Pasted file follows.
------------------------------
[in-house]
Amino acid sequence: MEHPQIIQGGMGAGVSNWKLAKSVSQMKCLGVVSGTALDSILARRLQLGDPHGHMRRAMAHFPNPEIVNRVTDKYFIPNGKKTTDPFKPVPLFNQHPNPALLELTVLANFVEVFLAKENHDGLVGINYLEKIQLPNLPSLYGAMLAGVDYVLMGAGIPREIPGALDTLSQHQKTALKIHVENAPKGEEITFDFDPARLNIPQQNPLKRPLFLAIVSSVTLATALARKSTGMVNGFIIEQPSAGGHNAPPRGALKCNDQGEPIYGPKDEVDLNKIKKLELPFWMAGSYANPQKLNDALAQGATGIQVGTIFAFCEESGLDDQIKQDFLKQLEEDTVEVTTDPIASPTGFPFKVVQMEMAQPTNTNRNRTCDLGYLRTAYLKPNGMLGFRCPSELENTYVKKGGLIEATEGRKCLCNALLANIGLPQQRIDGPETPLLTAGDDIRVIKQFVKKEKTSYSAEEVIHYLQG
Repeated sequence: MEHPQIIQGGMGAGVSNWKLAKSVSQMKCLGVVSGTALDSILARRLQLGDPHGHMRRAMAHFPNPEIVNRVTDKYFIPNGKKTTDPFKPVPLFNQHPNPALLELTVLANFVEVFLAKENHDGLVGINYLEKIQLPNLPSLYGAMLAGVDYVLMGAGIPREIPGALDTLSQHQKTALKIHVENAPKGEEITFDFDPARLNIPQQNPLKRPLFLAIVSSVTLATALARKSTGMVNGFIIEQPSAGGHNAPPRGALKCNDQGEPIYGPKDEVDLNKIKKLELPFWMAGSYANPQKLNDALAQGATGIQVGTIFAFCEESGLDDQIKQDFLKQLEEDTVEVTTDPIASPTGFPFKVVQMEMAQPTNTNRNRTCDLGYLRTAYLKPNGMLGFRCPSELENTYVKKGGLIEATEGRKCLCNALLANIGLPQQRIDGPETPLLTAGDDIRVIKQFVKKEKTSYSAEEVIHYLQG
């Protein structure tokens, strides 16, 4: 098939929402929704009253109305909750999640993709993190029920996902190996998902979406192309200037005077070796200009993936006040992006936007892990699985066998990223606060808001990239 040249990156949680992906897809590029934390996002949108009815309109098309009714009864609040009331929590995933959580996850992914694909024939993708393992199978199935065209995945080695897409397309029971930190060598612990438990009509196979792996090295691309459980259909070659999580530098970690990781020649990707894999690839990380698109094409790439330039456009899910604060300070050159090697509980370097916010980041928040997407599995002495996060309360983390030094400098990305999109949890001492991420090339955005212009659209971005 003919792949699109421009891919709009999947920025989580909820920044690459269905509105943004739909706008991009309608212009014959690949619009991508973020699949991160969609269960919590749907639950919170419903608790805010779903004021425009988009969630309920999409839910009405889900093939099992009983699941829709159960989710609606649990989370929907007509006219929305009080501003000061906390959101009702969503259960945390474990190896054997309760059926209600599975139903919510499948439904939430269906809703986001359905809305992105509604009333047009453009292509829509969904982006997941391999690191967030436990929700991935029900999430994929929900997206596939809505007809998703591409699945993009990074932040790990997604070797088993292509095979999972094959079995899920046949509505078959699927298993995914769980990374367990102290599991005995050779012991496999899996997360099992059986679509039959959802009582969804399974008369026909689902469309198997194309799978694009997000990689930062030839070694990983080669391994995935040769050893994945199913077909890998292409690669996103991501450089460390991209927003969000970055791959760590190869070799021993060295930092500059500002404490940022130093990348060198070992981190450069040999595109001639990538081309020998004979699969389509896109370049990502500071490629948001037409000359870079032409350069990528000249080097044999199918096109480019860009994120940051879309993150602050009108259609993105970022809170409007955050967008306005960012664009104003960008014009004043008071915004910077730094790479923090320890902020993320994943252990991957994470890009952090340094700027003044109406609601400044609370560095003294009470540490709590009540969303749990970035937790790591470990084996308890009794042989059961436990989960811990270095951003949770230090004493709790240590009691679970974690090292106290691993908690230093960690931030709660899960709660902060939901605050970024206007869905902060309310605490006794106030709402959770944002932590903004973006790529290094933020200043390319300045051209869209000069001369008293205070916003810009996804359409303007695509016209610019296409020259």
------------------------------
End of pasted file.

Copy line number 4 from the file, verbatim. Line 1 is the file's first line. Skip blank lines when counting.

């Protein structure tokens, strides 16, 4: 098939929402929704009253109305909750999640993709993190029920996902190996998902979406192309200037005077070796200009993936006040992006936007892990699985066998990223606060808001990239 040249990156949680992906897809590029934390996002949108009815309109098309009714009864609040009331929590995933959580996850992914694909024939993708393992199978199935065209995945080695897409397309029971930190060598612990438990009509196979792996090295691309459980259909070659999580530098970690990781020649990707894999690839990380698109094409790439330039456009899910604060300070050159090697509980370097916010980041928040997407599995002495996060309360983390030094400098990305999109949890001492991420090339955005212009659209971005 003919792949699109421009891919709009999947920025989580909820920044690459269905509105943004739909706008991009309608212009014959690949619009991508973020699949991160969609269960919590749907639950919170419903608790805010779903004021425009988009969630309920999409839910009405889900093939099992009983699941829709159960989710609606649990989370929907007509006219929305009080501003000061906390959101009702969503259960945390474990190896054997309760059926209600599975139903919510499948439904939430269906809703986001359905809305992105509604009333047009453009292509829509969904982006997941391999690191967030436990929700991935029900999430994929929900997206596939809505007809998703591409699945993009990074932040790990997604070797088993292509095979999972094959079995899920046949509505078959699927298993995914769980990374367990102290599991005995050779012991496999899996997360099992059986679509039959959802009582969804399974008369026909689902469309198997194309799978694009997000990689930062030839070694990983080669391994995935040769050893994945199913077909890998292409690669996103991501450089460390991209927003969000970055791959760590190869070799021993060295930092500059500002404490940022130093990348060198070992981190450069040999595109001639990538081309020998004979699969389509896109370049990502500071490629948001037409000359870079032409350069990528000249080097044999199918096109480019860009994120940051879309993150602050009108259609993105970022809170409007955050967008306005960012664009104003960008014009004043008071915004910077730094790479923090320890902020993320994943252990991957994470890009952090340094700027003044109406609601400044609370560095003294009470540490709590009540969303749990970035937790790591470990084996308890009794042989059961436990989960811990270095951003949770230090004493709790240590009691679970974690090292106290691993908690230093960690931030709660899960709660902060939901605050970024206007869905902060309310605490006794106030709402959770944002932590903004973006790529290094933020200043390319300045051209869209000069001369008293205070916003810009996804359409303007695509016209610019296409020259």